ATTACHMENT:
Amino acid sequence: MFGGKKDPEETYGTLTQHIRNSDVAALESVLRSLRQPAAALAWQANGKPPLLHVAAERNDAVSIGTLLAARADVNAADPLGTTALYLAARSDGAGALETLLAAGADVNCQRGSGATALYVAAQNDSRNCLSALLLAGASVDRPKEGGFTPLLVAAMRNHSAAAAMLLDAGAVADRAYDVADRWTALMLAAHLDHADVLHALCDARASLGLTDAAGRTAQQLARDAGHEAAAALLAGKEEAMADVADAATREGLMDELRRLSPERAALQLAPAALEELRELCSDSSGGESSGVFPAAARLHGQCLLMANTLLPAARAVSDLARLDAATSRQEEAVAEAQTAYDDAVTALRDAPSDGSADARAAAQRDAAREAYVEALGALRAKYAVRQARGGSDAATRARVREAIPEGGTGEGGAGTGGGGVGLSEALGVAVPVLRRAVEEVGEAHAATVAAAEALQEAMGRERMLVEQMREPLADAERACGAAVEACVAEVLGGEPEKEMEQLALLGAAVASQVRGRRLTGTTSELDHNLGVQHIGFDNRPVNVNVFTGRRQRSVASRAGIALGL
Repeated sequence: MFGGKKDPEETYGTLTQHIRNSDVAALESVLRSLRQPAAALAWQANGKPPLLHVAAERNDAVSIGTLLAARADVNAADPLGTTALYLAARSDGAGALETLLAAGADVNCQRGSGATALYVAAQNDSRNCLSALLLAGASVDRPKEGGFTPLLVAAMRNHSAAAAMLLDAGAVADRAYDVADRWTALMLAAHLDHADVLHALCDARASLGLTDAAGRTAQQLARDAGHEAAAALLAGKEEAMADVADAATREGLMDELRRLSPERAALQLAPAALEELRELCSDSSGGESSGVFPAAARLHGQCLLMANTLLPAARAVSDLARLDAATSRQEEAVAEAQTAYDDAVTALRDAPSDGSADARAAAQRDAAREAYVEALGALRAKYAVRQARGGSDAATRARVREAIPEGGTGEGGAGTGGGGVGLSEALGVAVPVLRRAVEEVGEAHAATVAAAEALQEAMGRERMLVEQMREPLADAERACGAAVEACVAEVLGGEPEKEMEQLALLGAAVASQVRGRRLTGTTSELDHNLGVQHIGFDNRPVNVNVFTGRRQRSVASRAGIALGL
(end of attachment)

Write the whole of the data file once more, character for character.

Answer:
Amino acid sequence: MFGGKKDPEETYGTLTQHIRNSDVAALESVLRSLRQPAAALAWQANGKPPLLHVAAERNDAVSIGTLLAARADVNAADPLGTTALYLAARSDGAGALETLLAAGADVNCQRGSGATALYVAAQNDSRNCLSALLLAGASVDRPKEGGFTPLLVAAMRNHSAAAAMLLDAGAVADRAYDVADRWTALMLAAHLDHADVLHALCDARASLGLTDAAGRTAQQLARDAGHEAAAALLAGKEEAMADVADAATREGLMDELRRLSPERAALQLAPAALEELRELCSDSSGGESSGVFPAAARLHGQCLLMANTLLPAARAVSDLARLDAATSRQEEAVAEAQTAYDDAVTALRDAPSDGSADARAAAQRDAAREAYVEALGALRAKYAVRQARGGSDAATRARVREAIPEGGTGEGGAGTGGGGVGLSEALGVAVPVLRRAVEEVGEAHAATVAAAEALQEAMGRERMLVEQMREPLADAERACGAAVEACVAEVLGGEPEKEMEQLALLGAAVASQVRGRRLTGTTSELDHNLGVQHIGFDNRPVNVNVFTGRRQRSVASRAGIALGL
Repeated sequence: MFGGKKDPEETYGTLTQHIRNSDVAALESVLRSLRQPAAALAWQANGKPPLLHVAAERNDAVSIGTLLAARADVNAADPLGTTALYLAARSDGAGALETLLAAGADVNCQRGSGATALYVAAQNDSRNCLSALLLAGASVDRPKEGGFTPLLVAAMRNHSAAAAMLLDAGAVADRAYDVADRWTALMLAAHLDHADVLHALCDARASLGLTDAAGRTAQQLARDAGHEAAAALLAGKEEAMADVADAATREGLMDELRRLSPERAALQLAPAALEELRELCSDSSGGESSGVFPAAARLHGQCLLMANTLLPAARAVSDLARLDAATSRQEEAVAEAQTAYDDAVTALRDAPSDGSADARAAAQRDAAREAYVEALGALRAKYAVRQARGGSDAATRARVREAIPEGGTGEGGAGTGGGGVGLSEALGVAVPVLRRAVEEVGEAHAATVAAAEALQEAMGRERMLVEQMREPLADAERACGAAVEACVAEVLGGEPEKEMEQLALLGAAVASQVRGRRLTGTTSELDHNLGVQHIGFDNRPVNVNVFTGRRQRSVASRAGIALGL